Most experts agree that the Mesoamericans were the first to uncover the secrets of cacao. As the delicious concoction spread throughout Europe and the globe, numerous countries added their distinct flavors and flair to create unique desserts. Some of the best chocolates are local confections and exclusive recipes, making chocolate tourism a necessary and worthy endeavor. Whether you're looking for an indulgent side trip or planning your chocoholic's bucket list, find out a little more about this sweet treat and how to uncover your perfect ganache destination.
Some historians think cacao beans were first processed in Honduras. Watching the chocolate makers at El Taller de Cacao in Copán Ruinas, it's easy to believe. Locals grow cacao in their own backyards, then process the beans by hand from start to finish. If you prefer some beach with your chocolate, head for Roatan, an island off of the east coast. The Roatan Chocolate Factory produces delicious treats from 100% Honduran cacao, with chocolate-making classes available.
Spaniards added sugar to cocoa and invented rich drinking chocolate. Astorga was one of the first epicenters of the chocolate industry and continues to be a hub of artisanal Spanish confections. Tour the chocolate museum, then sit down for a snack of chocolate con churros. If you prefer touring big cities, get a room in Barcelona near Petritxol Street. The charming avenue is a social hotspot and you'll find some of the best hot chocolate in Spain.
Mexico's gastronomic history is tied closely to cacao. The province of Tabasco produces some of the finest cocoa in Latin America, and Comalcalco is a great place to start your tastings. The city has three cocoa farms to explore, giving you a crash course in the history of chocolate and an up-close look at the production process. Not only is Tabasco a haven for foodies and chocolate lovers, but the city is also on the cacao trail, which you can tour independently by car.
British chocolate company J.S. Fry & Sons created the first chocolate bar in 1847. The company eventually merged with rival chocolatier Cadbury, and you can taste the original British chocolate at Cadbury World in Birmingham or sign up for the Chocolatier Experience to make your own chocolate. Cadbury World is near the train station, making it a day trip if you're staying in London. When you get back to the city, Take the Evening Chocolate Tour. This world-class chocolate journey lets you sample the sweet in every way imaginable: as a bar and in gelatos, truffles, and even cocktails.
Master chocolate makers in Switzerland changed the game forever with the development of milk chocolate. With the addition of milk from Alpine cows, chocolatiers developed creamier, smoother chocolate. Sample the best of Switzerland at artisan confectioners and chocolate factories in the city, viewing some of Zürich's most impressive landmarks along the way. Take the train to Kilchberg, where the Lindt Home of Chocolate welcomes visitors to hand-make their own chocolate masterpieces.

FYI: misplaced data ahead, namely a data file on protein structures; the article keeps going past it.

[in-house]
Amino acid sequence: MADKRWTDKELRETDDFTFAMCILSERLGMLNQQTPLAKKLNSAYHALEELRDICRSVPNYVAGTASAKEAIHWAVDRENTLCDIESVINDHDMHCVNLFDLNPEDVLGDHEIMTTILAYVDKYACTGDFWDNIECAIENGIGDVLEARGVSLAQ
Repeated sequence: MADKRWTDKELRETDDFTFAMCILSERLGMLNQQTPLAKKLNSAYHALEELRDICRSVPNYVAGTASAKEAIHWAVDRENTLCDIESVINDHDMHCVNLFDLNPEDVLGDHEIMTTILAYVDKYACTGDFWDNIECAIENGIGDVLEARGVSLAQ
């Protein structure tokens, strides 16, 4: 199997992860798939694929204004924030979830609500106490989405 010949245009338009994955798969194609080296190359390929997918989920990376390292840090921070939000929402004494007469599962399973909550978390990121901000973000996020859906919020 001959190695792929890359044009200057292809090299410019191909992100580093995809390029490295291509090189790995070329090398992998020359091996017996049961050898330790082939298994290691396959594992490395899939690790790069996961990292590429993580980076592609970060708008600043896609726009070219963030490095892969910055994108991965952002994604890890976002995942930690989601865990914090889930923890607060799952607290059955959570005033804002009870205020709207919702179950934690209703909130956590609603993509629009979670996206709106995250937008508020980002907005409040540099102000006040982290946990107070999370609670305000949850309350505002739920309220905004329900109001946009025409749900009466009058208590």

Confectioner Milton Hershey built a factory and small town in rural Pennsylvania and began the mass production of chocolate bars. Hershey, Pennsylvania, is still as vibrant and fragrant as ever. Home to the Hershey Story Museum, the stunning Hershey Gardens, and even an amusement park, the historic town is a prime family destination. Don't leave without visiting Hershey's Chocolate World, an immersive learning experience with a chance to score some of the cleverest and tastiest souvenirs around.
Portuguese Jews settling in Bayonne established the first chocolate factories in the 17th century, making it France's chocolate capital. Visit in May to experience Chocolate Days, a festival that revisits the town's heritage and honors the traditional art of chocolate making. Confectioners make the delicacy in the streets, giving visitors a chance to taste numerous sweets on the go. Walk the cobblestone roads to enjoy the architecture and window shop, ending the day with a decadent cup of drinking chocolate.
In October, follow the sweet aroma of chocolate to the university town of Perugia. A cultural and artistic center, the ancient city in the Umbrian countryside hosts one of the largest chocolate festivals in Europe: Eurochocolate. Here, chocolatiers share their best recipes and sweets in an endless selection. Learn about the origins of the cacao bean from Latin American cultivators, then strike a pose with the collection of chocolate sculptures.
Belgium might be famous for beer and fries, but the country is also world-renowned for producing some of the finest chocolates. Belgian chocolate contains 100% pure cocoa butter and a higher cocoa content than other varieties, making it something you really have to taste for yourself. While in Brussels, you shouldn't have trouble finding Chocolaterie Mary, a gourmet shop with six locations in the city. Come in February for the Salon du Chocolate, an event dedicated to chocolate and cocoa.
Much of the world's cocoa production shifted to South Africa in the 20th century. Soil and environmental factors give African cocoa beans a mix of exotic undertones, from tropical and fruity to floral and earthy. Visit some of the many chocolate shops in Cape Town, such as AFRIKOA. The award-winning chocolate makers partner with the community to create ethically and locally-sourced chocolate. Then, plan a side trip through the Cape Winelands, where you can taste a selection of local chocolates, cheeses, and wines, curated to perfection.